Ms. Rao Thank you so much, Sarah. Claudia, I’d like to turn to you now. We’ve heard a lot about the importance of local communities really being front and center and driving the change that needs to happen and addressing the issues. And you have made that a priority in your work. And I would like to ask you to please – if you could give us one or two examples of how you have worked effectively with local communities to address the gaps, you know, in the sort of – the global delivery and what actually happens at the local level. And what do you think, from those examples, if you could draw some lessons about what do you think it would take to actually scale that up to other places?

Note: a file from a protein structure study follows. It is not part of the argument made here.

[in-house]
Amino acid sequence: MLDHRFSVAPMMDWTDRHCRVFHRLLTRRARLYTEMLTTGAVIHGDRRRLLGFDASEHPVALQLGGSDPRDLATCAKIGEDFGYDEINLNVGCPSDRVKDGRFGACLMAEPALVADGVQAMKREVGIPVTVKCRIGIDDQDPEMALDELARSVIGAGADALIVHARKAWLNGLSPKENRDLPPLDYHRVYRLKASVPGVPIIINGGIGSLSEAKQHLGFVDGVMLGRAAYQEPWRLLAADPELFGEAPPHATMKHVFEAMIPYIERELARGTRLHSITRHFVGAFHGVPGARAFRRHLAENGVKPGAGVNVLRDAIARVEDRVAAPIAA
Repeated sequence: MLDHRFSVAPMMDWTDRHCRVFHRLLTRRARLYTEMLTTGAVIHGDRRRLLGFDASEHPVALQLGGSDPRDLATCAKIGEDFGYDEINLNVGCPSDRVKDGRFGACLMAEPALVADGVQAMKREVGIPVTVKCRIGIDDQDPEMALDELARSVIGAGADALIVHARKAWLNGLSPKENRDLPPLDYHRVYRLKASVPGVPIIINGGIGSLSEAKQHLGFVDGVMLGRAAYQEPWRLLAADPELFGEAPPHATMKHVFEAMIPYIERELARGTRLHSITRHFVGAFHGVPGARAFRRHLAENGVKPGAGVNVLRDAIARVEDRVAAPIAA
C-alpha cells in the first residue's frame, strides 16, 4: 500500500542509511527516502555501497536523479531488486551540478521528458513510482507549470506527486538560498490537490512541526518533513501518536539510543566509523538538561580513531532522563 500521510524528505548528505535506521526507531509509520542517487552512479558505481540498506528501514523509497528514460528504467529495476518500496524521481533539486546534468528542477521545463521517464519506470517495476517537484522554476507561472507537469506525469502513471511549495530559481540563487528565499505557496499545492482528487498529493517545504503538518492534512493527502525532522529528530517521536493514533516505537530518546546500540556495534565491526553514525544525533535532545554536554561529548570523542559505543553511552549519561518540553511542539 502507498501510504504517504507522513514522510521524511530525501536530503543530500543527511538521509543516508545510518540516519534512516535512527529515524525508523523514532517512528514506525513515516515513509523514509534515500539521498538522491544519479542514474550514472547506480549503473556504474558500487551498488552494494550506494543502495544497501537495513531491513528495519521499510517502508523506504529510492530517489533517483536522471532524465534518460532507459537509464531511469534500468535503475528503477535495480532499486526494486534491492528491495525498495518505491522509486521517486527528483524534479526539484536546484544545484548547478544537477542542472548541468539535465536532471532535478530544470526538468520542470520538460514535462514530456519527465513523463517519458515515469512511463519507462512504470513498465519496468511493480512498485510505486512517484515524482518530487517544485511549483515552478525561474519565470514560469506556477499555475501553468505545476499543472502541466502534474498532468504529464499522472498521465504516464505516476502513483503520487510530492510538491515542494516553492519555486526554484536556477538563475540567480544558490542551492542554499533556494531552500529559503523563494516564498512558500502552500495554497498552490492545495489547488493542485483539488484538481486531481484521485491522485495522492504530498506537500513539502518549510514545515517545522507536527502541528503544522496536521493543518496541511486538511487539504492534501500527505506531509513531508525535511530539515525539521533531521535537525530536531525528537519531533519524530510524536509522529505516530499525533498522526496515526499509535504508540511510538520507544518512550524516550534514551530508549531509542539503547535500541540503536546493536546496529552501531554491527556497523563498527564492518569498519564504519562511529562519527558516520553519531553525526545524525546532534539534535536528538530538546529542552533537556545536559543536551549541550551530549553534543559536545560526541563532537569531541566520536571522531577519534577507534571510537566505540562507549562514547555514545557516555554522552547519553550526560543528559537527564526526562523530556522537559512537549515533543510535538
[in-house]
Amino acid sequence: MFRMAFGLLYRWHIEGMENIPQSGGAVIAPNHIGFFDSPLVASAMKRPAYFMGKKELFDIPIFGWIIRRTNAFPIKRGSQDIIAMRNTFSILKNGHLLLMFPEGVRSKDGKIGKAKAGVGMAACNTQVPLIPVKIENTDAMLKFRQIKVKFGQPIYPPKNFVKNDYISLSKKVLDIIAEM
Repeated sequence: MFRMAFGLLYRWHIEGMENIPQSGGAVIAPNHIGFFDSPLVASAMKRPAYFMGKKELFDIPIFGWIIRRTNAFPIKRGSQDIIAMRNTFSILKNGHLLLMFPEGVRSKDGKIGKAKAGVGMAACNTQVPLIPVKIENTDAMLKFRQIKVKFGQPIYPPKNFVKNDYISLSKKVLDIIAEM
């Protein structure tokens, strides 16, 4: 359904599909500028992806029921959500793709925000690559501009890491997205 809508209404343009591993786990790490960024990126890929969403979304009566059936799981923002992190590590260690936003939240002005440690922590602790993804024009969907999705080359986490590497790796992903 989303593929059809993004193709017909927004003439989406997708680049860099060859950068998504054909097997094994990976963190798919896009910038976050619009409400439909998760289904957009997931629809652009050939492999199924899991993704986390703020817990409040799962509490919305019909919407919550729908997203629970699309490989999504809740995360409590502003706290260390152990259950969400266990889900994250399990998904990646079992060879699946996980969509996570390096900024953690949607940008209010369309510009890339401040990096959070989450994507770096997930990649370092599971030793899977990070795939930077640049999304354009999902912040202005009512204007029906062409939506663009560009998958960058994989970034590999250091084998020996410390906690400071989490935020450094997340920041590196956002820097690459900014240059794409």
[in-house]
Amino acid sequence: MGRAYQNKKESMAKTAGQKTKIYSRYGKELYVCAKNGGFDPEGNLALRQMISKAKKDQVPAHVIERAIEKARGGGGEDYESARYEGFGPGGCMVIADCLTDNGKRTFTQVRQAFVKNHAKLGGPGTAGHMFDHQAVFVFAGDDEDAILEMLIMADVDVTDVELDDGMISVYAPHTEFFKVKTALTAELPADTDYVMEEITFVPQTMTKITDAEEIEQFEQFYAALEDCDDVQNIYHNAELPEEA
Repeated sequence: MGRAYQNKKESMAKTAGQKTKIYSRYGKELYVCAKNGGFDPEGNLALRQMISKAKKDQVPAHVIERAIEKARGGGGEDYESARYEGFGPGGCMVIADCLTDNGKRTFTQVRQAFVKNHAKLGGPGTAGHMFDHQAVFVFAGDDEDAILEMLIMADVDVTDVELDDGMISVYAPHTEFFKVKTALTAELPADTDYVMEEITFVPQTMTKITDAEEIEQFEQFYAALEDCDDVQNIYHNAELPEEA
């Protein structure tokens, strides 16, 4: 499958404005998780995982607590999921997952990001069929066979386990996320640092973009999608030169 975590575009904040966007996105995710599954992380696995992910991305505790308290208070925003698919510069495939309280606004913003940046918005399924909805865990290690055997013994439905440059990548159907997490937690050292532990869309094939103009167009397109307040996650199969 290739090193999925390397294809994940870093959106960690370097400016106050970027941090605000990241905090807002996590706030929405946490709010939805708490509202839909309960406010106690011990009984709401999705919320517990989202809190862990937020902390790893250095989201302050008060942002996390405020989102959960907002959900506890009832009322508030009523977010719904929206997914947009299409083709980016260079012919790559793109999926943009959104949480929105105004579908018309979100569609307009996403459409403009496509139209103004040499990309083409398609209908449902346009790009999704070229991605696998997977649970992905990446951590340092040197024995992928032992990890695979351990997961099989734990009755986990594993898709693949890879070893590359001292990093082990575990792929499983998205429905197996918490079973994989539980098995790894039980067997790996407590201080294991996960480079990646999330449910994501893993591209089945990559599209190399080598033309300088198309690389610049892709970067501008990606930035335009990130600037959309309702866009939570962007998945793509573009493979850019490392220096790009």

Ms. Herrera: Thank you. Thank you again. Yes, as you mentioned, I have now the compromise. And also, being the first woman, I have the responsibility to be the woman – to be – sorry, to be the voice of the women in local communities. And also they are not included – as was mentioned before, they are not included in the decision-making activities. Historically, women have experienced increasing vulnerabilities. And it is them and their groups who understand better the exclusion from decision-making spaces as such. And as I mentioned previously, it is important to highlight that women have resources and capacities that make them necessary in the construction of more resilient societies. For this reason, we focused to a great extent in fostering the active participation of communities and women groups on the formulation and revision of the policies, the strategies, plans and projects and development initiatives, but assuring or guaranteeing that these policies and all these strategic plans have to be considered at the community level. We are – sorry – we are committed to provide relevant training to strength capacities and the needs of the women at local, grassroots and community women groups and the formal women’s organization in each of the countries of the region, and also in the communities, and align with the national and subregional-level priorities. This has allowed for an inventory of important practices, led by local women working on climate adaptation and reducing vulnerabilities, while supporting the individual and collective empowerment of women leaders who are capable of influencing their local governments to impact on municipal budgets, creating partnerships that allow access to resources of all kinds – technical, financial, technological – to better conduct the processes to reduce climate impacts and disasters. Additional, and as a mechanism to build agency, we know from our experience that the allocation of resources directly in the hands of women and their organization at the community level allows them to take decision focused on their needs – that is, specific needs – and strength capacities, and scale for more resources many times before the local governments themselves and increase resilience practice to other space of interaction. In the context of our discussions today, we stand firmly on the effectiveness of increasing sustainably the allocation of humanitarian funding to local organizations with a gender perspective, with a particular focus on women-led and women’s right organization. Our original policy promotes equal opportunities for women and men with a balance of participation and treatment, promote better opportunity, better participation, and also to including benefits to reduce inequality gaps between genders, making visible the differentiated way in which women and men see each other affected by disaster and the different roles assigned to them vis-à-vis risk management as well as in the development processes. We are certain that fostering participation and leadership of women that challenges harmful social norms and builds agency are the key to scale up effective responses current to the needs of those women most affected. At the same time, our role at the regional and global level, as my co-panelists have highlighted, is key in the direct context we have heard about today. Thank you.